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Social Anxiety Disorder

Social anxiety is a mental health condition that affects approximately 15 million American adults, making it the second most commonly diagnosed anxiety disorder behind specific phobias. However, there’s more to social anxiety disorder than simply feeling nervous about socializing or feeling awkward in some social situations (i.e., public speaking).

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What Is Social Anxiety Disorder?

Social anxiety disorder (a.k.a., social phobia) is one of the most common mental health disorders, characterized by an intense fear or anxiety toward ordinary social interactions, such as meeting new people or engaging in conversation.

Someone with social anxiety disorder will often experience intense and even debilitating bouts of fear at the thought of being in social situations or in front of people. Their social anxiety symptoms negatively impact their quality of life and can manifest in intense ways.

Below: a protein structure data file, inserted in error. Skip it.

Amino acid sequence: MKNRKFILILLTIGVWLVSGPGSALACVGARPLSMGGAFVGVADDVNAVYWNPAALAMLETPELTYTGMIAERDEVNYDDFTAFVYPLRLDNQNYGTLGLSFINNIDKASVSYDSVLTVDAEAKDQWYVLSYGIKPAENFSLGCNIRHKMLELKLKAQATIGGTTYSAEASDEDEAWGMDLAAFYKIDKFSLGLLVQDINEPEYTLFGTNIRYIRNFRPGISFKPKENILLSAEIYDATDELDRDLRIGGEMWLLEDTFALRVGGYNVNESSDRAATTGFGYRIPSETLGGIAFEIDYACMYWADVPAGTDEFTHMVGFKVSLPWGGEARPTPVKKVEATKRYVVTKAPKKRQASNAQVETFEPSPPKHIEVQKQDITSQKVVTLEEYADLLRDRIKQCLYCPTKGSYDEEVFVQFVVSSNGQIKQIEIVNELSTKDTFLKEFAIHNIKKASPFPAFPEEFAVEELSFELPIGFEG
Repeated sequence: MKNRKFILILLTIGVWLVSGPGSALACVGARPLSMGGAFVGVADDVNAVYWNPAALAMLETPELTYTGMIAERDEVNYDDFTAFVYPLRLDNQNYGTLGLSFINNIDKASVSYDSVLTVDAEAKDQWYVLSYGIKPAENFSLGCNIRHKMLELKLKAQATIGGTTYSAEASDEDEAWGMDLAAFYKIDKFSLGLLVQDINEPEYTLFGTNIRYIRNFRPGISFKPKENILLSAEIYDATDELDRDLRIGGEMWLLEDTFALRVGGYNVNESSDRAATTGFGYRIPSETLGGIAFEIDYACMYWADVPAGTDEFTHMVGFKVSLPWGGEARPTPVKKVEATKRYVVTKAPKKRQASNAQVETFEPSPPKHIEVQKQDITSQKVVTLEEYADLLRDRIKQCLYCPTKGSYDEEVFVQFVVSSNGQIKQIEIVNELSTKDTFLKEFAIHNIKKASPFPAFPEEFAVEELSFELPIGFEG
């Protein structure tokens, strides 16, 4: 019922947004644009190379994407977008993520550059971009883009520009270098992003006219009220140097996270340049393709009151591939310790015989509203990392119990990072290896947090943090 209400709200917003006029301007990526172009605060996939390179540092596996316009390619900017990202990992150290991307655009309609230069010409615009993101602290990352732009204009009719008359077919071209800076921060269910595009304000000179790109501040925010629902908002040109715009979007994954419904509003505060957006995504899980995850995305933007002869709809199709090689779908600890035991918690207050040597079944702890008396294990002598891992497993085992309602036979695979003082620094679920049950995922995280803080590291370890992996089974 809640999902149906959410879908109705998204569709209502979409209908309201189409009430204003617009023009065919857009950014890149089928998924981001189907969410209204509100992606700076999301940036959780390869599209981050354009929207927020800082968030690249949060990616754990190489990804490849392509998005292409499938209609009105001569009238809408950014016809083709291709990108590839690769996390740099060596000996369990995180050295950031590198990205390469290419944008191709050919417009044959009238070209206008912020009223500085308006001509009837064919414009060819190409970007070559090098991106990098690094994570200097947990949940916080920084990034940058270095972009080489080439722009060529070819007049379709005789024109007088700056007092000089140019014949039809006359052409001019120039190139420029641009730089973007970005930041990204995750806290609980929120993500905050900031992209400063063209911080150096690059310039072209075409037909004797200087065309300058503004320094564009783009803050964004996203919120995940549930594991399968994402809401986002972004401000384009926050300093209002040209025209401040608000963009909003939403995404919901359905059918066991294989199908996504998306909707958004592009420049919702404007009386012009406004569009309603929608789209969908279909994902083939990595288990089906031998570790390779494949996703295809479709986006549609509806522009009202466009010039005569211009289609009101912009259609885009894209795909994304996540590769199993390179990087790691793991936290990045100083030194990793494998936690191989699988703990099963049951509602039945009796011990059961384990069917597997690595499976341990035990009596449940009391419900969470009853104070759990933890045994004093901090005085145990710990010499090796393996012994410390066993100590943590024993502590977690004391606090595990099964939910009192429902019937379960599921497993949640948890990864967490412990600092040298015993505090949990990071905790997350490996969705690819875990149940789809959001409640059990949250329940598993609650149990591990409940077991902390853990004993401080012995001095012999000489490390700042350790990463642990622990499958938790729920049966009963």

Learn more about this common disorder, including how symptoms manifest, what treatment options are available, and more.

The Diagnostic and Statistical Manual of Mental Disorders (DSM-5) outlines the following criteria for someone to be diagnosed with social anxiety disorder:

  1. Intense, irrational, and persistent fear about certain social situations, especially those where the person fears being judged or scrutinized (i.e., meeting new people, public speaking, etc.)
  2. Levels of anxiety or fear that interfere with daily life, causing the person to make an effort to avoid these “scary” situations
  3. Anxiety or fear is long-lasting (e.g., typically lasting 6 months or more)
  4. Fear or anxiety not explained by a medical condition, substance abuse, or a side effect of medication

Social Anxiety Disorder VS Shyness

Shyness is a personality trait or temporary discomfort in social situations, whereas social anxiety disorder involves intense and persistent fear that significantly impairs one’s ability to function in everyday life.

While social anxiety disorder may sound similar to someone who is shy, it is a distinct mental health disorder characterized by more severe and pervasive symptoms.

Conditions Related to Social Anxiety Disorder

Since social anxiety disorder is a type of anxiety disorder, it shares many of the same symptoms and characteristics as other mental health conditions.